Assad intensifies crackdown in bid to head off any Ramadan uprisings

Syrian forces intensified their crackdown yesterday in an effort to keep the anti-government uprising from escalating during the Muslim holy month of Ramadan.

The worst violence was in the eastern city of Deir el-Zour, where troops stepped up a siege that had already been going on for days. At least 42 people were killed in a raid on the city that began before dawn, said Abdul-Karim Rihawi, the Damascus-based chief of the Syrian Human Rights League and Ammar Qurabi, who heads the National Organisation for Human Rights in Syria.

Amateur video posted online by activists showed what it said were parts of Deir el-Zour with the sound of heavy gunfire and prayers blaring from loudspeakers. Another video showed Syrian troops on a hill as they positioned an anti-aircraft gun.

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"Humanitarian conditions in the city are very bad because it has been under siege for nine days," an activist in the city said by phone. "There is lack of medicine, baby formula, food and gasoline. The city is totally paralysed."

The attack on Deir el-Zour is part of the latest phase of the government crackdown that began a week ago, just before the start of Ramadan when many Muslims fast from dawn to dusk, then eat festive meals and gather in mosques for special nightly prayers. The government has been trying to prevent the large mosque gatherings from turning into a new wave of anti-government protests, like those that have been sweeping the country since mid-March.

The government's crackdown has left more than 1,700 dead, according to activists and human rights groups. President Bashar al-Assad's regime disputes the toll and blames a foreign conspiracy for the unrest.

The central city of Hama had been the focus of the crackdown for most of the past week, though Deir el-Zour has also been under siege. In Hama, an official at Hourani Hospital reported that eight newborns died in their incubators on Wednesday when electricity was cut in the city, the London-based Syrian Observatory for Human Rights said.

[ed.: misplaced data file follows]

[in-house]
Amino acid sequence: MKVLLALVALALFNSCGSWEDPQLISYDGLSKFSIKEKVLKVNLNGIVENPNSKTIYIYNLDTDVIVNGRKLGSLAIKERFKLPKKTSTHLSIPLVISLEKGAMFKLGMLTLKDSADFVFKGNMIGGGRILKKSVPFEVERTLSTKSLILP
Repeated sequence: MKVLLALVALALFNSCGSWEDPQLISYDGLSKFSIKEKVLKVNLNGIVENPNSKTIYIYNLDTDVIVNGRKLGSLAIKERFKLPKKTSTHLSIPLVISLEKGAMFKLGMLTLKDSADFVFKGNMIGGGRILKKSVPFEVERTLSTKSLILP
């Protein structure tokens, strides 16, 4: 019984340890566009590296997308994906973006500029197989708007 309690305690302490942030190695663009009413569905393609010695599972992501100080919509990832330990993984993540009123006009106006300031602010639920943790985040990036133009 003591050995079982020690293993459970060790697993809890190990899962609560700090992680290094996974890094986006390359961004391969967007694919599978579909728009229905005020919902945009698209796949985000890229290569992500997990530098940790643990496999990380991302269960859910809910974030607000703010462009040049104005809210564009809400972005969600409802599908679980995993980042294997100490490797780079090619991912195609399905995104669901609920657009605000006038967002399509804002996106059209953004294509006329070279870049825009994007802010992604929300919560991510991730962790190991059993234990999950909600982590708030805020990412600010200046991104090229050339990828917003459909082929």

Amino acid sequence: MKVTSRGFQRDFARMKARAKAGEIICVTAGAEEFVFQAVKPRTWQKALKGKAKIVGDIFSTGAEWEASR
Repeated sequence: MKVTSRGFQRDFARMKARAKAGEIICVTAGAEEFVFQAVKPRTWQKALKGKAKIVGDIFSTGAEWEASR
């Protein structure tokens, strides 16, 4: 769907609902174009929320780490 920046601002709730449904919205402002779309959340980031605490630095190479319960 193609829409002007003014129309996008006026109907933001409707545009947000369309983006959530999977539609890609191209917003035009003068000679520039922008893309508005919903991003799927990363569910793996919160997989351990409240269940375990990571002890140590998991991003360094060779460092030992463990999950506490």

The military attacks also spread yesterday to the central town of Houleh in Homs province, about 30 miles south of Hama and 200 miles east of Deir el-Zour. Rihawi said at least ten were killed in Houleh while Mr Qurabi said the toll was 17.

Both Houleh and Deir el-Zour have witnessed intense protests against President Assad since the uprising began. Deir el-Zour is the capital of an oil-rich province by the same name, but the region is among the country's poorest and has been hit by drought in the past years. It is inhabited by Arab tribes that extend into Iraq, and Syrian authorities have said they thwarted attempts by Iraqis to smuggle arms from Iraq into Syria.In Hama, state-run news agency SANA said troops removed all barriers and road-blocks in the main streets, but continued "to chase remains of terrorists" who took positions in two neighbourhoods.

Turkey, which borders Syria, said yesterday it would send its foreign minister to Damascus on Tuesday to deliver a strong message condemning the crackdown on the protesters. Turkish prime minister Recep Tayyip Erdogan said his country's patience was running thin and that Turkey could not remain a bystander to the violence.